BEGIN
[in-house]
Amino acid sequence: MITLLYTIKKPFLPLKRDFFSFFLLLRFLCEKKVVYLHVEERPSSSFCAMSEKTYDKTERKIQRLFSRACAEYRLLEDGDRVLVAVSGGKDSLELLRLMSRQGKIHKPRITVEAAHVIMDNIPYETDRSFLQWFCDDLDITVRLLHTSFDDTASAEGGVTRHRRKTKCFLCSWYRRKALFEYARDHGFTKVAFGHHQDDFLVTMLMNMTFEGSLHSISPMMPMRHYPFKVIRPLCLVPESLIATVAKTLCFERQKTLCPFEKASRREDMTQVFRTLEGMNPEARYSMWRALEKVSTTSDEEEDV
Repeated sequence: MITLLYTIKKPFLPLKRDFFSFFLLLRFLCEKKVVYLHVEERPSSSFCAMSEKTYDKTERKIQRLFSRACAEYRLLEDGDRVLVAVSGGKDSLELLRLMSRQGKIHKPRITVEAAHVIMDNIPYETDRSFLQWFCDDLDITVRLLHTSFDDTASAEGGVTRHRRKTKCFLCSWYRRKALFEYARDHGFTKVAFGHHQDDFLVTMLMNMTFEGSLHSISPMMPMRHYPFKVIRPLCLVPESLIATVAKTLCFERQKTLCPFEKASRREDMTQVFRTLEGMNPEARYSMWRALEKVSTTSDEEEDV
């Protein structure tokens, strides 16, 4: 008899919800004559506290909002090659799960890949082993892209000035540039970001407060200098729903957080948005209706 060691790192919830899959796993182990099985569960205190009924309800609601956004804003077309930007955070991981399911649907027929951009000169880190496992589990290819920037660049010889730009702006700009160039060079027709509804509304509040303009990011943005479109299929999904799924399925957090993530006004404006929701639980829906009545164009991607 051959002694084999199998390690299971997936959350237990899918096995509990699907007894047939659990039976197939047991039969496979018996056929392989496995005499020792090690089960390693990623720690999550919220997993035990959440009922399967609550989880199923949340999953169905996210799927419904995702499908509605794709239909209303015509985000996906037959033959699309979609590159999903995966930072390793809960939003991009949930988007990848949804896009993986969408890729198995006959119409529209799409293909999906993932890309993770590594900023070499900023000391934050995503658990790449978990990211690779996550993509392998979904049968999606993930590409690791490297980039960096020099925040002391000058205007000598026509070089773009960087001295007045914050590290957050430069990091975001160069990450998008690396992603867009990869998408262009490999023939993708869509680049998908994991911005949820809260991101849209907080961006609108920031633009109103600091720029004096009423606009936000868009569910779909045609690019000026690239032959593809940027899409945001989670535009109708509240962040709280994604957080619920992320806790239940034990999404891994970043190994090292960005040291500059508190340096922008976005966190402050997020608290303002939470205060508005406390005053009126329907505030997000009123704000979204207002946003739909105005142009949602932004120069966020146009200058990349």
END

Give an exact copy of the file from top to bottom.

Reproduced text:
[in-house]
Amino acid sequence: MITLLYTIKKPFLPLKRDFFSFFLLLRFLCEKKVVYLHVEERPSSSFCAMSEKTYDKTERKIQRLFSRACAEYRLLEDGDRVLVAVSGGKDSLELLRLMSRQGKIHKPRITVEAAHVIMDNIPYETDRSFLQWFCDDLDITVRLLHTSFDDTASAEGGVTRHRRKTKCFLCSWYRRKALFEYARDHGFTKVAFGHHQDDFLVTMLMNMTFEGSLHSISPMMPMRHYPFKVIRPLCLVPESLIATVAKTLCFERQKTLCPFEKASRREDMTQVFRTLEGMNPEARYSMWRALEKVSTTSDEEEDV
Repeated sequence: MITLLYTIKKPFLPLKRDFFSFFLLLRFLCEKKVVYLHVEERPSSSFCAMSEKTYDKTERKIQRLFSRACAEYRLLEDGDRVLVAVSGGKDSLELLRLMSRQGKIHKPRITVEAAHVIMDNIPYETDRSFLQWFCDDLDITVRLLHTSFDDTASAEGGVTRHRRKTKCFLCSWYRRKALFEYARDHGFTKVAFGHHQDDFLVTMLMNMTFEGSLHSISPMMPMRHYPFKVIRPLCLVPESLIATVAKTLCFERQKTLCPFEKASRREDMTQVFRTLEGMNPEARYSMWRALEKVSTTSDEEEDV
């Protein structure tokens, strides 16, 4: 008899919800004559506290909002090659799960890949082993892209000035540039970001407060200098729903957080948005209706 060691790192919830899959796993182990099985569960205190009924309800609601956004804003077309930007955070991981399911649907027929951009000169880190496992589990290819920037660049010889730009702006700009160039060079027709509804509304509040303009990011943005479109299929999904799924399925957090993530006004404006929701639980829906009545164009991607 051959002694084999199998390690299971997936959350237990899918096995509990699907007894047939659990039976197939047991039969496979018996056929392989496995005499020792090690089960390693990623720690999550919220997993035990959440009922399967609550989880199923949340999953169905996210799927419904995702499908509605794709239909209303015509985000996906037959033959699309979609590159999903995966930072390793809960939003991009949930988007990848949804896009993986969408890729198995006959119409529209799409293909999906993932890309993770590594900023070499900023000391934050995503658990790449978990990211690779996550993509392998979904049968999606993930590409690791490297980039960096020099925040002391000058205007000598026509070089773009960087001295007045914050590290957050430069990091975001160069990450998008690396992603867009990869998408262009490999023939993708869509680049998908994991911005949820809260991101849209907080961006609108920031633009109103600091720029004096009423606009936000868009569910779909045609690019000026690239032959593809940027899409945001989670535009109708509240962040709280994604957080619920992320806790239940034990999404891994970043190994090292960005040291500059508190340096922008976005966190402050997020608290303002939470205060508005406390005053009126329907505030997000009123704000979204207002946003739909105005142009949602932004120069966020146009200058990349």